statistics

showing relationship: observational studies surveys showing

causation: controlled experiment survey is used to analyze the construct

Median is robust Mode – measure of the center   cut tail: lower 25% upper 25% Boxplots – IQR,max-min=range   how spread out of the chart small bin size to have as more deatails as possible

probability density function we’re never 100% sure

 

central limit theorem – the distribution of sample means is approximately normal.

 

95% confidence interval for the mean

A confidence interval gives an estimated range of values which is likely to include an unknown population parameter, the estimated range being calculated from a given set of sample data.

If independent samples are taken repeatedly from the same population, and a confidence interval calculated for each sample, then a certain percentage (confidence level) of the intervals will include the unknown population parameter. Confidence intervals are usually calculated so that this percentage is 95%, but we can produce 90%, 99%, 99.9% (or whatever) confidence intervals for the unknown parameter.

The width of the confidence interval gives us some idea about how uncertain we are about the unknown parameter (see precision). A very wide interval may indicate that more data should be collected before anything very definite can be said about the parameter.

Confidence intervals are more informative than the simple results of hypothesis tests (where we decide “reject H0” or “don’t reject H0”) since they provide a range of plausible values for the unknown parameter.

A confidence interval for a mean specifies a range of values within which the unknown population parameter, in this case the mean, may lie. These intervals may be calculated by, for example, a producer who wishes to estimate his mean daily output; a medical researcher who wishes to estimate the mean response by patients to a new drug; etc.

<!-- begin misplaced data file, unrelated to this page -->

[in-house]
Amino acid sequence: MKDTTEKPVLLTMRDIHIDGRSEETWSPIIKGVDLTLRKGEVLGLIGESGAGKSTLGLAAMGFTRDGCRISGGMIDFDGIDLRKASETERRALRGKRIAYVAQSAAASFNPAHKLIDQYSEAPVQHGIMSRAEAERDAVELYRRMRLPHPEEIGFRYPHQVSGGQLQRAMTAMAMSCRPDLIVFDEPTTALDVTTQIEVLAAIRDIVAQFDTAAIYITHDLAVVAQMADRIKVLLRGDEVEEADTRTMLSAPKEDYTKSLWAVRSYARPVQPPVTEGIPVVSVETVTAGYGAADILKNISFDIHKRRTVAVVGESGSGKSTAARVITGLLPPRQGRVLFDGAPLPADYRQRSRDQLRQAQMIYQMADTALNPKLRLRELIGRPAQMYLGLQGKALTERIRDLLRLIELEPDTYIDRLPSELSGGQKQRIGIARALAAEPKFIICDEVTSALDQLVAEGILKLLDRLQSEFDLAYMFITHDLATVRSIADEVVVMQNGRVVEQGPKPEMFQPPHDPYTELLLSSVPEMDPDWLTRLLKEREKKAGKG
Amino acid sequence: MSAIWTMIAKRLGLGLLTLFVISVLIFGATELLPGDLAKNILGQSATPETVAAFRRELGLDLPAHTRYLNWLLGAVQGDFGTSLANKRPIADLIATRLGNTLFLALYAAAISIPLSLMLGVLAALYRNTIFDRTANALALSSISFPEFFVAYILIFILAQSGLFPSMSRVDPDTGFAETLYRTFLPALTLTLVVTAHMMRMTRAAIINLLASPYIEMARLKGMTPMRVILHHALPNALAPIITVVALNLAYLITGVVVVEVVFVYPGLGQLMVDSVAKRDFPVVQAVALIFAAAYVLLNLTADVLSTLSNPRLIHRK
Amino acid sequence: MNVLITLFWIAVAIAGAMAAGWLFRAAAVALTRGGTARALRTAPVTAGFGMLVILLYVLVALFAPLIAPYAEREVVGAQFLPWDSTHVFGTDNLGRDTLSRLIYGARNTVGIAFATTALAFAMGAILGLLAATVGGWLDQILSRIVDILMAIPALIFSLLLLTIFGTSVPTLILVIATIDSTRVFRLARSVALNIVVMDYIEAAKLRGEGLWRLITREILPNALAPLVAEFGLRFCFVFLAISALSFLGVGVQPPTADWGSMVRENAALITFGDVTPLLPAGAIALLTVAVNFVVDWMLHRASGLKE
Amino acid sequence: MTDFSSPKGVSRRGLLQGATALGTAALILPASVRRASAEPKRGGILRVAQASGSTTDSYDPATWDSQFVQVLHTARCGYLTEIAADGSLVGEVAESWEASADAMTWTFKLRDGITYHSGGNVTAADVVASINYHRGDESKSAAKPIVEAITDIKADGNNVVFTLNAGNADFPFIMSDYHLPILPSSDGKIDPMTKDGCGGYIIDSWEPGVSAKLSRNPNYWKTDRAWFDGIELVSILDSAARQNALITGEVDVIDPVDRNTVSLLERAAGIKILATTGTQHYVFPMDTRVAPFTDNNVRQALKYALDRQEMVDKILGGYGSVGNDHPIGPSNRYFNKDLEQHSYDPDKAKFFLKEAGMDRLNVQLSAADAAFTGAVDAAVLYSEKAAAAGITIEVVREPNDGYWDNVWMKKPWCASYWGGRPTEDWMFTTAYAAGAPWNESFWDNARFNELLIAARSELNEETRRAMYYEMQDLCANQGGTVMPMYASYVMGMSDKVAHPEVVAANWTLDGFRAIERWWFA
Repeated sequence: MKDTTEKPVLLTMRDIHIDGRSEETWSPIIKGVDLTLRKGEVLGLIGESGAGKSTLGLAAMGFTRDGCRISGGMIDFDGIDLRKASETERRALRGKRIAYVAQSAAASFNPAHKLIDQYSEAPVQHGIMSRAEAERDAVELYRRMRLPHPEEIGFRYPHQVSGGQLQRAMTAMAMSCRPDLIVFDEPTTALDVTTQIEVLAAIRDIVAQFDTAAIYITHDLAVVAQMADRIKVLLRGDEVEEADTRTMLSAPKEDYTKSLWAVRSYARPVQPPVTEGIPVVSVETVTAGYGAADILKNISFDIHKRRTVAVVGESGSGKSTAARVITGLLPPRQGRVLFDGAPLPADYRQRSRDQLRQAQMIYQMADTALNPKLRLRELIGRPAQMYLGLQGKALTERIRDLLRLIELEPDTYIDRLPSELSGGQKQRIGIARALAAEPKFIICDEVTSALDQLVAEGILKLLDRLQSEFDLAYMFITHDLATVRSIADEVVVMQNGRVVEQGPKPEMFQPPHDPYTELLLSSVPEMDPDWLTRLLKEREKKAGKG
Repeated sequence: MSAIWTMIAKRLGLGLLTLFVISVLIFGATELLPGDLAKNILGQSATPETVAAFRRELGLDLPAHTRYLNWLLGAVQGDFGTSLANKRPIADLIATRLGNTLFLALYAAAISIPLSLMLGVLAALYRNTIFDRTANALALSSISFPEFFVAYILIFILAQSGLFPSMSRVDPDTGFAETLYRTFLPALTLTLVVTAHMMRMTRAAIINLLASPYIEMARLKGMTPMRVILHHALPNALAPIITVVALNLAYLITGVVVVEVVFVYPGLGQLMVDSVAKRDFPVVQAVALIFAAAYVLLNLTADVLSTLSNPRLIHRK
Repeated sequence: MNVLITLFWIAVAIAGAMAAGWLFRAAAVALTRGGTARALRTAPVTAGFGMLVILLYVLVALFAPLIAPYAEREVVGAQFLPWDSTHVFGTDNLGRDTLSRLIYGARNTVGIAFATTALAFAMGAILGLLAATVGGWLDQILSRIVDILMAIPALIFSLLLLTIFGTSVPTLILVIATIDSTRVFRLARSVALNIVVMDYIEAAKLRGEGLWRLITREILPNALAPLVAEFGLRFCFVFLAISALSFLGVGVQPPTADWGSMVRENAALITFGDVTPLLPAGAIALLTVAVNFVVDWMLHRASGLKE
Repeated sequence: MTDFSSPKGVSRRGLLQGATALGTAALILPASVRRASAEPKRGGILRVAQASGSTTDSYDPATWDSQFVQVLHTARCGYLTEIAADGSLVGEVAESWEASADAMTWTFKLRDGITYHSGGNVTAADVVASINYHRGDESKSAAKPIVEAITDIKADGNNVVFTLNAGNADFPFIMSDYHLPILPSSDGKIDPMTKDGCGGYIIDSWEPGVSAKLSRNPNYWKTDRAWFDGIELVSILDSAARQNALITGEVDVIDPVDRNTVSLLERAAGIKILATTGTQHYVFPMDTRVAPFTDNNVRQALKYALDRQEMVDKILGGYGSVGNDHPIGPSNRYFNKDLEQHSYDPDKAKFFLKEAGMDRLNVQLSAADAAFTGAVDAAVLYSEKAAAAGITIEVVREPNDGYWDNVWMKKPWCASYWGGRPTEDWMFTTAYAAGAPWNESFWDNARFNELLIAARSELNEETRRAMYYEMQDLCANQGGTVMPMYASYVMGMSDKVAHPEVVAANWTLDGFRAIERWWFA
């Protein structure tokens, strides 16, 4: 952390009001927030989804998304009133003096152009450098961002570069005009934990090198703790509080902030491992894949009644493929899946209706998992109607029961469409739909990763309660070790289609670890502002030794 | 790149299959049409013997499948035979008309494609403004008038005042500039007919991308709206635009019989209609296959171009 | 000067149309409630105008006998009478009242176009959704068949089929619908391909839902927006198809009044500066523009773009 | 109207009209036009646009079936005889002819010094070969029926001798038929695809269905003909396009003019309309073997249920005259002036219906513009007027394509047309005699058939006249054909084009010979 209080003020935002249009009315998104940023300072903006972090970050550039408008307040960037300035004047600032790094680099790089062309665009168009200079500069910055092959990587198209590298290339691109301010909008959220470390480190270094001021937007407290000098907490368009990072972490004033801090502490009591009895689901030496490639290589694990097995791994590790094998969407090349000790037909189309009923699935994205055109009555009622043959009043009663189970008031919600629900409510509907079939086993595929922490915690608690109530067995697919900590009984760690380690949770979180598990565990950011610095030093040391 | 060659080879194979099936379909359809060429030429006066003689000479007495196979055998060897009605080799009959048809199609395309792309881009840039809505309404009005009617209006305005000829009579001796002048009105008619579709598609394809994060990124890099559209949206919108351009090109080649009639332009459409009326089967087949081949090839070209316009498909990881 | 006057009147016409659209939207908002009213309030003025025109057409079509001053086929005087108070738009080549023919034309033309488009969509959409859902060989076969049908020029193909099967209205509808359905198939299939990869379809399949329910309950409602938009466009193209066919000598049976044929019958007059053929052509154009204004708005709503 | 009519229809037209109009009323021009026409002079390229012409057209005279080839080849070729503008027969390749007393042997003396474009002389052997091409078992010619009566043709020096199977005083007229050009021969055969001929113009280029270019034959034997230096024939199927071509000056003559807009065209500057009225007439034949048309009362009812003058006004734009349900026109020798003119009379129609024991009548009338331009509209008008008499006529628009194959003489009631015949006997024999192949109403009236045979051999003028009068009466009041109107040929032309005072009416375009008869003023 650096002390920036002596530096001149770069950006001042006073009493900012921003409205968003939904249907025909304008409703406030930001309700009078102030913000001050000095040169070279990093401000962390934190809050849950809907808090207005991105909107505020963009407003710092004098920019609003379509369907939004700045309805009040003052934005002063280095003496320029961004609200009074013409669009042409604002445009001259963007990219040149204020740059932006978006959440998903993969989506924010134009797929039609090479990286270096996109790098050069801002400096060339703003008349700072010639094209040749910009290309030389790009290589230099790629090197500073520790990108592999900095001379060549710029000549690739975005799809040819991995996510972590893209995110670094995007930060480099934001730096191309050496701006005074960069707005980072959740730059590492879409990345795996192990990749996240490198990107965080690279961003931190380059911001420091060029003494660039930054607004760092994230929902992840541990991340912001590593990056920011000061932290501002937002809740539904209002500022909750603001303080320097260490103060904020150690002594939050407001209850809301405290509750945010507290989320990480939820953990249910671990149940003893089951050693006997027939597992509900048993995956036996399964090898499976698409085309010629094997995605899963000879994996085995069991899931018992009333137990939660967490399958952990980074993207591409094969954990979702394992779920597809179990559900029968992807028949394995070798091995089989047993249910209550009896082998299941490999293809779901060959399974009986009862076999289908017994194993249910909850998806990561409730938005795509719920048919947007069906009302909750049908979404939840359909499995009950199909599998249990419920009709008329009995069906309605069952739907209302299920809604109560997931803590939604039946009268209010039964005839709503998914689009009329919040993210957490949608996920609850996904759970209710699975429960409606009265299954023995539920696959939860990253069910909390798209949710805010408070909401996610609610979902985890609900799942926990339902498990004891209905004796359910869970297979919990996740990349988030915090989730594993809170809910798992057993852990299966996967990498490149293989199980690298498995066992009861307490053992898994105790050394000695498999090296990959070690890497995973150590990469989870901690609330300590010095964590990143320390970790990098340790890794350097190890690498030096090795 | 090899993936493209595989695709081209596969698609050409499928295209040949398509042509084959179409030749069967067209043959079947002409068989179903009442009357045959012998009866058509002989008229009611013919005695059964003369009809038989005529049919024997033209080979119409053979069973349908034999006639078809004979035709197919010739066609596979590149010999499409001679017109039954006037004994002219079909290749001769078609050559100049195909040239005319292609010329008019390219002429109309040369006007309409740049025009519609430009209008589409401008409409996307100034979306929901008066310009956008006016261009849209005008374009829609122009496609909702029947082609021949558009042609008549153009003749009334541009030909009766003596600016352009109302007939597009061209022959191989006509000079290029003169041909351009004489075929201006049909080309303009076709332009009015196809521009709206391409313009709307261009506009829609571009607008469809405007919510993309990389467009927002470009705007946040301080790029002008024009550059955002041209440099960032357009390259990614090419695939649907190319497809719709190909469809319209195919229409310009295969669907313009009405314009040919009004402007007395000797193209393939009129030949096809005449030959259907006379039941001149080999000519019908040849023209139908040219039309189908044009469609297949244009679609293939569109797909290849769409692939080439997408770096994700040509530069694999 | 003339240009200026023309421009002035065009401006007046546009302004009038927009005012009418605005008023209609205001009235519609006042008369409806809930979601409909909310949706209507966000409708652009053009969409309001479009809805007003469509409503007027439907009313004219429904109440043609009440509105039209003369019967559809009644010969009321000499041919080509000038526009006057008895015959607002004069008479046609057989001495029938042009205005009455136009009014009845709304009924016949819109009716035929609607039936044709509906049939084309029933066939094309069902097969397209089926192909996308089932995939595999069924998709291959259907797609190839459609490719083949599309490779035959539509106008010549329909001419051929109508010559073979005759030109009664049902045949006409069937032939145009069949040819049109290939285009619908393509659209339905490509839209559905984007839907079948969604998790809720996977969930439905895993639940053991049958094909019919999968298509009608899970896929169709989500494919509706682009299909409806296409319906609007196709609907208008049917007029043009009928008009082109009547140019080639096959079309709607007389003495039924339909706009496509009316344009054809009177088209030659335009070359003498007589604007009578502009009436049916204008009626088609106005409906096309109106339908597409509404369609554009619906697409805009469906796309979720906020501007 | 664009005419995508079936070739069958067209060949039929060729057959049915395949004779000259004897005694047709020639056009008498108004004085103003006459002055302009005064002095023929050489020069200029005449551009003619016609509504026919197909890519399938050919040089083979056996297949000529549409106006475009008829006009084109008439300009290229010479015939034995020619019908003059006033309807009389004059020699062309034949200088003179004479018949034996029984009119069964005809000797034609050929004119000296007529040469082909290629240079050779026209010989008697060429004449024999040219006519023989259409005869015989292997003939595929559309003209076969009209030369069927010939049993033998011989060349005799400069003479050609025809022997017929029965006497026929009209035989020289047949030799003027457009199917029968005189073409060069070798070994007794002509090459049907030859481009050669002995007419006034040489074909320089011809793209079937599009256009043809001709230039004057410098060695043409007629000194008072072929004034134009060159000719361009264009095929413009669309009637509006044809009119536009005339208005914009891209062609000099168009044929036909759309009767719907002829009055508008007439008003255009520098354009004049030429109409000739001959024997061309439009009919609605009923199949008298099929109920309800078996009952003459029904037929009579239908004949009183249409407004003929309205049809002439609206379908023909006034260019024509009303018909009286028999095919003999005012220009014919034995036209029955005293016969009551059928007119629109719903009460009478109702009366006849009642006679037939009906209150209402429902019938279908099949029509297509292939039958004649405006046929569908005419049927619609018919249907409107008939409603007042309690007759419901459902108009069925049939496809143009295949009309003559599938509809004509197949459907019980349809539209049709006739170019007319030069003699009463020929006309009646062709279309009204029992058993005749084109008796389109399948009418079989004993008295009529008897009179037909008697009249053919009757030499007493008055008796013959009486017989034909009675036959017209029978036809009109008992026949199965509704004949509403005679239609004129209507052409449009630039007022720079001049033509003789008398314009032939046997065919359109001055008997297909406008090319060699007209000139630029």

margin of error

95% of sample means fall within 1.96 standard errors from the population mean.

98% of sample means fall within 2.33 standard errors from the population mean.

 

levels of likelihood

critical region

if falls into the crtical region, it can be concluded that most likely we do not get this sample mean by chance.

the critical region defines unlikely values if the null hypothesis is true.

z-critical value

when we do the statical test, we set up our own criteria to make a decision

 

two-tailed test

 

t-test

we reject the null hypothesis when p value is less than the a value.

cohen’s d:

standardized mean difference that measures the distance between means in standardized units

margin of error

dependent t-test for paired samples:

same subject take the test twice,

within-subject:

  • two conditions: each subject is assigned two condition in random order
  • pre-test, post-test
  • growth over time- longitudinal study 

statistical significance

  • reject the null
  • results are not likely due to chance – sampling error

“statistically significant” finding

When a statistic is significant, it simply means that you are very sure that the statistic is reliable. It doesn’t mean the finding is important or that it has any decision-making utility.

To say that a significant difference or relationship exists only tells half the story. We might be very sure that a relationship exists, but is it a strong, moderate, or weak relationship? 

After finding a significant relationship, it is important to evaluate its strength. Significant relationships can be strong or weak. Significant differences can be large or small. It just depends on your sample size.

One-Tailed and Two-Tailed Significance Tests

When your research hypothesis states the direction of the difference or relationship, then you use a one-tailed probability. For example, a one-tailed test would be used to test these null hypotheses: Females will not score significantly higher than males on an IQ test.

A two-tailed test would be used to test these null hypotheses: There will be no significant difference in IQ scores between males and females.